Monday, March 21, 2016

Transitioning well

Way too many times I've seen people leaving their jobs and transitioning poorly. Some see their decision as a free pass to express their frustrations. Some are fed up and want others to know about it. Some just aren't aware of what they're doing. Whatever your situation, here's a short guide to transitioning out of your current job, company, or role well.

Don't Sow The Seeds Of Discontent

There may be many reasons you're leaving your current role. You may be unhappy. You may feel slighted. You may disagree with the direction of the team. Or you may be leaving for some other reason entirely. It's important to remember that just because you feel this way doesn't mean everyone else should. It's not your job to make sure everyone else shares your grievances. That is a sign of immaturity. If you're having interpersonal conflict where you're at, chances are that you're at least a small contributor to the problem.

Be mature and don't be the poison pill that's trying to get everyone else to make the same decision as you. Transitioning is not the time to let everyone know what you've been secretly thinking about them, the project, or leadership. HR is the correct place to vent any of these frustrations.

Don't Burn Bridges

You've probably heard not to burn your bridges on your way out. And you've probably dismissed it as irrelevant to your situation. But there are two good reasons why you should take that advice to heart.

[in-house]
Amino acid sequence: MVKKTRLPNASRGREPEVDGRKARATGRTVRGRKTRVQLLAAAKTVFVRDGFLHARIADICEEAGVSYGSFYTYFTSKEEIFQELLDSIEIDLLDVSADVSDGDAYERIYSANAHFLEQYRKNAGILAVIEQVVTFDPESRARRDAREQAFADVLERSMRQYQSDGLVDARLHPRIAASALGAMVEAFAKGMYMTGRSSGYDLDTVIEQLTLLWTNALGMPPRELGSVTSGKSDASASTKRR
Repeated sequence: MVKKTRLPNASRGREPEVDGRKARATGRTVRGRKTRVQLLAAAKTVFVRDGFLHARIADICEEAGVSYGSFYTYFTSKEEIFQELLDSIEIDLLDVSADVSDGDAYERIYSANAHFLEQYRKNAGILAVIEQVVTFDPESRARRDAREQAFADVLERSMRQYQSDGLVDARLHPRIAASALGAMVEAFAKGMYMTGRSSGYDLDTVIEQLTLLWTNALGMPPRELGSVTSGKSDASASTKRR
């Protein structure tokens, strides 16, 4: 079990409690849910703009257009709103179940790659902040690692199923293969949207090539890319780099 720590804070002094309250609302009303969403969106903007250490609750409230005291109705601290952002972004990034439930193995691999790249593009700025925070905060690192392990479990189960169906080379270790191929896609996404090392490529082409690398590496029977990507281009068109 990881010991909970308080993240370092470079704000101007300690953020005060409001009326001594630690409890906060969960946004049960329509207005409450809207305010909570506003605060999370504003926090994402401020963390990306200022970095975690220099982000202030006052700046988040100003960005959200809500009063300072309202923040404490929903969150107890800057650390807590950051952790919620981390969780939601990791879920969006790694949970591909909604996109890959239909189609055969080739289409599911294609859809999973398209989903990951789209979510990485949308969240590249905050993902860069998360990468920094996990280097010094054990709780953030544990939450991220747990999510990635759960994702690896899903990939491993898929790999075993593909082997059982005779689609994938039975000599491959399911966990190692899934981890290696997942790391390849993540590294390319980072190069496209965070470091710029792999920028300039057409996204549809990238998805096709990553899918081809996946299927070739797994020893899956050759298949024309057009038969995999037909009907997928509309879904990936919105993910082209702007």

First, Though you may not be able to imagine ever working on that team, at that company, or in that role again you don't know what your future holds. There may come a time when you do want to come back. Maybe the leadership will have changed. Maybe they'll be solving a really interesting problem you're excited about working on. Maybe you've matured and seen the error of your ways. Whatever the reason may be, there may come a time when you find yourself wanting to come back to a job you've left. Leaving on good terms and being helpful on your way out leaves that door open to you.

Second, you don't know when you're going to run into your former colleagues again. You don't want the last impression you leave with those colleagues to be a negative one. They may be in the critical path for your success at some point in the future.

Do Your Best To Set The Team Up For Success

What can help your soon to be former team the most is to make sure that any tribal knowledge you have is documented and understood by the current team. 
  • Document the things that are currently in flight by you.
    • Make sure you state what the problem is, how you're solving it, and what's going to be left to solve.
  • Go through your calendar for the past three months and look for any one off meetings you've had about current or future work and debrief the team and/or your manager on the problem space.
  • Make an external point of contact list with the names and roles of every external team you interface with and share this list with your manager and current team before you leave.
  • Make an internal point of contact list that can be shared with your external points of contacts and share this list with them before you leave. 

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